Rep. Thomas Davidson, D-Brunswick, sponsored a bill during the last legislative session to add a half-percent surcharge on public utility bills in order to fund Maine’s school network, but the bill is not scheduled to take effect until 2001. The network was created in 1995 when ratepayers and NYNEX, now part of Bell Atlantic, agreed to dedicate a portion of a proposed rate reduction to pay for school and library internet access.

The state plans to expand the program to include maintenance and upgrades. Cheryl Oakes, a computer teacher at Wells Elementary School, was one of many who agreed that further work is needed in areas such as teacher training and integrating the internet with the curriculum.


Phone companies pay for use of school buildings

Financially challenged Utah schools are making deals with wireless phone companies to allow them to place antennas on top of the school buildings in exchange for up to $7,000 per school.

Though this is a mere drop in the bucket for a yearly school budget, every penny counts in the state that spends the least per student in the country. “If I were a local school principal, I’d love to have a building that made $6,000 a year,” remarked Robert Day, assistant superintendent for auxiliary services in the Jordan School District.

In exchange for paying the schools a fee, companies like Sprint, Voice Stream Wireless, and US West get to place their antennas in a central location to prevent reception gaps. “It’s a way for us to reach residential areas without having to put up a tower in the neighborhood. Aesthetically, it’s more pleasing,” said Michael Frandsen, US West spokesman. Some antennas can be disguised as flagpoles or stadium lights in order to blend in more, he said.

The money paid to schools for allowing transmitters on their property goes “into the total pot used to pay teachers, buy textbooks, and everything else,” said district business administrator Gary Harmer. School administrators also hope to use the extra cash to alleviate fund-raising pressure and buy computers.


Partnership aims to narrow the “digital divide

The National Association for the Advancement of Colored People (NAACP) and AT&T are combining resources to bridge the gap in internet access between white people and blacks and Hispanics. The two organizations have partnered to create technology centers in twenty cities that will provide computer training and internet courses.

“The technology segregation known as the ‘digital divide’ must be narrowed,” NAACP President Kweisi Mfume recently stated. In July, a Commerce Department report, “Falling through the Net,” said the gap in knowledge of computer technology between whites and certain minorities is growing.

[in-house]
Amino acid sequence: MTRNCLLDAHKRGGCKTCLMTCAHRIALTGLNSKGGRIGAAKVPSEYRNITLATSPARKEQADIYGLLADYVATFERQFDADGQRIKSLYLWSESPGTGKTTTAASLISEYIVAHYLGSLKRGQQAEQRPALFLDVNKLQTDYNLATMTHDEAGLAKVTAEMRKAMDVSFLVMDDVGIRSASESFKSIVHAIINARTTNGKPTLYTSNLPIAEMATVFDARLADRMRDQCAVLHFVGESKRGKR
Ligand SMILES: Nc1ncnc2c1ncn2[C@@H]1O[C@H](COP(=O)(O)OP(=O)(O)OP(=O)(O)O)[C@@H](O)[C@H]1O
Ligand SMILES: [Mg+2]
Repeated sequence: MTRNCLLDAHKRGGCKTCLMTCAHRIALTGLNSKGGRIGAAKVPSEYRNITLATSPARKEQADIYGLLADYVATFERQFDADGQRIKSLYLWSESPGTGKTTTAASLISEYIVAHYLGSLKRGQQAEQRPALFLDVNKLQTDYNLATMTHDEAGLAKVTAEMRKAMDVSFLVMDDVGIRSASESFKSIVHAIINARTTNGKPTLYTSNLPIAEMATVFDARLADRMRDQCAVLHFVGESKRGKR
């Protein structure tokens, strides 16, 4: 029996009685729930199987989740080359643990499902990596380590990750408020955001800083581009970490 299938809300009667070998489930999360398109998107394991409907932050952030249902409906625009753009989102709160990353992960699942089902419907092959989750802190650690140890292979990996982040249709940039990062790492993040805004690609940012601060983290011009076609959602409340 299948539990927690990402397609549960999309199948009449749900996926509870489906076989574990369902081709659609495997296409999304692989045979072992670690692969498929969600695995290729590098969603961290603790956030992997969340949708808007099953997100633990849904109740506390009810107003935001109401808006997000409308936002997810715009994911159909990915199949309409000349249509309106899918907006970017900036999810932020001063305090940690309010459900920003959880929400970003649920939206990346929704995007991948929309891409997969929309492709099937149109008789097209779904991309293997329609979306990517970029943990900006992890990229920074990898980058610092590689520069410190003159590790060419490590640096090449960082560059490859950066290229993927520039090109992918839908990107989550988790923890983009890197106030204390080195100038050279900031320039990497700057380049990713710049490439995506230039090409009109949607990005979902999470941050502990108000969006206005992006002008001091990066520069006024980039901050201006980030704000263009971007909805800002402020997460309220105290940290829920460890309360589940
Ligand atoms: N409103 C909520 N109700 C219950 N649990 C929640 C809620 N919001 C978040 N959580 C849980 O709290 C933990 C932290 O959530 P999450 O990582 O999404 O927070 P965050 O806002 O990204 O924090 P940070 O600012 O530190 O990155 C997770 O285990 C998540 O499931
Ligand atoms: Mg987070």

The report found that while 47 percent of whites own computers, fewer than half as many blacks do. About 25.5 percent of Hispanics own computers, but 55 percent of Asians do. Asian families also have the highest rate of internet access, with 36 percent online.

The study also showed that a child from a low-income white household is three times more likely to have internet access than a comparable black child and four times more likely than a Hispanic child. However, income level is not the sole cause of the disparity, since in families earning between $15,000 to $35,000, more than 33 percent of whites had computers while only 17 percent of black families did.

NAACP spokeswoman Sheila Douglas estimated the technology center project will cost about $300,000. Several corporate sponsors also are contributing to the project. Ameritech Corp. and the National Urban League have committed $350,000 to building centers in Aurora, Ill., Cleveland, Detroit, Indianapolis, and Milwaukee. 3Com Corp. has pledged $1 million in donated equipment and training in ten additional cities.


Teachers Complete Week-Long Technology Boot Camp

MSNBC, Aug. 26, 1999

Two hundred teachers in Washington state participated in a week-long technology training retreat this summer.

The program, called Teach the Teachers, allowed the participants to become completely immersed in their training, without the distractions of home and work.

This so-called “residential” approach also had a distinct focus on integrating technology into the curriculum, with the program culminating in the development of curriculum projects that teachers will now bring back to their classrooms.

Teach the Teachers has support from local businesses, as well as big-name computer companies such as Compaq, Microsoft, and Lexmark. And the program doesn’t end with the week-long experience. Participants will get together again in the fall for an all-day workshop, then once more in the spring to share their experiences.

The program will be held again next summer.


Five Steps to Building Technology-Based Teams

The American School Board Journal, July 1999, p. 21

New technologies are making it easier than ever for professionals in different places to work together on so-called “virtual teams,” whether it’s across a district or across the country. Here are five things to remember when forming and participating in a virtual team: